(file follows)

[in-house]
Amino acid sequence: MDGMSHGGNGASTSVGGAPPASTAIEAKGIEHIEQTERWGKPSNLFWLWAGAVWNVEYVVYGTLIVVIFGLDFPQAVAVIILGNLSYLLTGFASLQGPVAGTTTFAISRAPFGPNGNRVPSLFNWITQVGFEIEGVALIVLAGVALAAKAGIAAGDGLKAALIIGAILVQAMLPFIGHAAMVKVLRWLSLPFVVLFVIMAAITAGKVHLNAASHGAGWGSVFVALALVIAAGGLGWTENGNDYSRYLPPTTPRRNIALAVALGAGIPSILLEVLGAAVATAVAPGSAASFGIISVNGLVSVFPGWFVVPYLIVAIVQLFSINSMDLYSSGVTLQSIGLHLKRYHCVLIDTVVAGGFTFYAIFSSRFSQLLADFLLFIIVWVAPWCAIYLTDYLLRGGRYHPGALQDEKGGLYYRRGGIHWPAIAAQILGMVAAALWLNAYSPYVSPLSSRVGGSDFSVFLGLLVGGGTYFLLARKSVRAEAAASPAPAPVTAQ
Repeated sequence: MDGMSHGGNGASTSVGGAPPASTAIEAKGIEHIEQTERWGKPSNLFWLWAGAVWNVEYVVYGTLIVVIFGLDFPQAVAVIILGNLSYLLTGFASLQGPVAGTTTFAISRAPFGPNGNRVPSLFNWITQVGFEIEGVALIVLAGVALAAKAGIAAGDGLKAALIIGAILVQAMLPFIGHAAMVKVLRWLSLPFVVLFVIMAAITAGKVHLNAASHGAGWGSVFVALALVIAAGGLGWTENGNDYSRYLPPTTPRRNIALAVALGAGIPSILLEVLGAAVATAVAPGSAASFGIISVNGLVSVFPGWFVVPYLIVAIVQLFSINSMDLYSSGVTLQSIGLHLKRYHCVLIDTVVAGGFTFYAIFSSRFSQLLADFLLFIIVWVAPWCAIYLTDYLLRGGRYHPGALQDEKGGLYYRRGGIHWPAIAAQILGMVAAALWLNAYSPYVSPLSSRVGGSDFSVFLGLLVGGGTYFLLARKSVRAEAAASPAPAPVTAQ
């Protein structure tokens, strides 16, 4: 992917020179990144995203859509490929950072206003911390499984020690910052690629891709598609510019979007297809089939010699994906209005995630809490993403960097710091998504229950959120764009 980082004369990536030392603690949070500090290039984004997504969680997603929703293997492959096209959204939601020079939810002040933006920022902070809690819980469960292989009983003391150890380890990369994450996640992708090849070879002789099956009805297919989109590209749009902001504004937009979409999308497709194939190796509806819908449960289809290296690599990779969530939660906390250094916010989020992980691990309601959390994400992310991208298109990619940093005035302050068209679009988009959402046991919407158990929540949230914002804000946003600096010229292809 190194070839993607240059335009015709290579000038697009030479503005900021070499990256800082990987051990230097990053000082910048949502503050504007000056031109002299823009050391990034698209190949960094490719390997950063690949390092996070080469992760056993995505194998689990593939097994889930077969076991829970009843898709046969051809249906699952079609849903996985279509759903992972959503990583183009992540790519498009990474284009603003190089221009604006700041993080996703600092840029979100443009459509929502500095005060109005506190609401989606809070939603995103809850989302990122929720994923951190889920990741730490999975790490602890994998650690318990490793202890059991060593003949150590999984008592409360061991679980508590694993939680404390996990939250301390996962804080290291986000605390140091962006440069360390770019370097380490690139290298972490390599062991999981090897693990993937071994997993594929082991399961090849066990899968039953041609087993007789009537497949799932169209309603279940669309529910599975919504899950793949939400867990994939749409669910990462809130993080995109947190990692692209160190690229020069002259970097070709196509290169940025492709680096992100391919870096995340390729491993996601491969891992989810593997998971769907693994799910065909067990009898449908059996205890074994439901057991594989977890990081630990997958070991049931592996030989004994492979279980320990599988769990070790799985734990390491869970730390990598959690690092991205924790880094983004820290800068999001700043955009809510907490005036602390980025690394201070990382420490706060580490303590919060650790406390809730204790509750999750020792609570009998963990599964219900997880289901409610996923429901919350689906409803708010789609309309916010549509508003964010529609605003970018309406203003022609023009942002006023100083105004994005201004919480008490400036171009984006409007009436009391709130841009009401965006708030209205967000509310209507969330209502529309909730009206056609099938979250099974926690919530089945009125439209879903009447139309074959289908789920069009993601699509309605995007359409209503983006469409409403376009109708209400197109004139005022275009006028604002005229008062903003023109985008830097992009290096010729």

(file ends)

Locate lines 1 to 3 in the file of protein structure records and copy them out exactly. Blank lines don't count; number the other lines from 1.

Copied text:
[in-house]
Amino acid sequence: MDGMSHGGNGASTSVGGAPPASTAIEAKGIEHIEQTERWGKPSNLFWLWAGAVWNVEYVVYGTLIVVIFGLDFPQAVAVIILGNLSYLLTGFASLQGPVAGTTTFAISRAPFGPNGNRVPSLFNWITQVGFEIEGVALIVLAGVALAAKAGIAAGDGLKAALIIGAILVQAMLPFIGHAAMVKVLRWLSLPFVVLFVIMAAITAGKVHLNAASHGAGWGSVFVALALVIAAGGLGWTENGNDYSRYLPPTTPRRNIALAVALGAGIPSILLEVLGAAVATAVAPGSAASFGIISVNGLVSVFPGWFVVPYLIVAIVQLFSINSMDLYSSGVTLQSIGLHLKRYHCVLIDTVVAGGFTFYAIFSSRFSQLLADFLLFIIVWVAPWCAIYLTDYLLRGGRYHPGALQDEKGGLYYRRGGIHWPAIAAQILGMVAAALWLNAYSPYVSPLSSRVGGSDFSVFLGLLVGGGTYFLLARKSVRAEAAASPAPAPVTAQ
Repeated sequence: MDGMSHGGNGASTSVGGAPPASTAIEAKGIEHIEQTERWGKPSNLFWLWAGAVWNVEYVVYGTLIVVIFGLDFPQAVAVIILGNLSYLLTGFASLQGPVAGTTTFAISRAPFGPNGNRVPSLFNWITQVGFEIEGVALIVLAGVALAAKAGIAAGDGLKAALIIGAILVQAMLPFIGHAAMVKVLRWLSLPFVVLFVIMAAITAGKVHLNAASHGAGWGSVFVALALVIAAGGLGWTENGNDYSRYLPPTTPRRNIALAVALGAGIPSILLEVLGAAVATAVAPGSAASFGIISVNGLVSVFPGWFVVPYLIVAIVQLFSINSMDLYSSGVTLQSIGLHLKRYHCVLIDTVVAGGFTFYAIFSSRFSQLLADFLLFIIVWVAPWCAIYLTDYLLRGGRYHPGALQDEKGGLYYRRGGIHWPAIAAQILGMVAAALWLNAYSPYVSPLSSRVGGSDFSVFLGLLVGGGTYFLLARKSVRAEAAASPAPAPVTAQ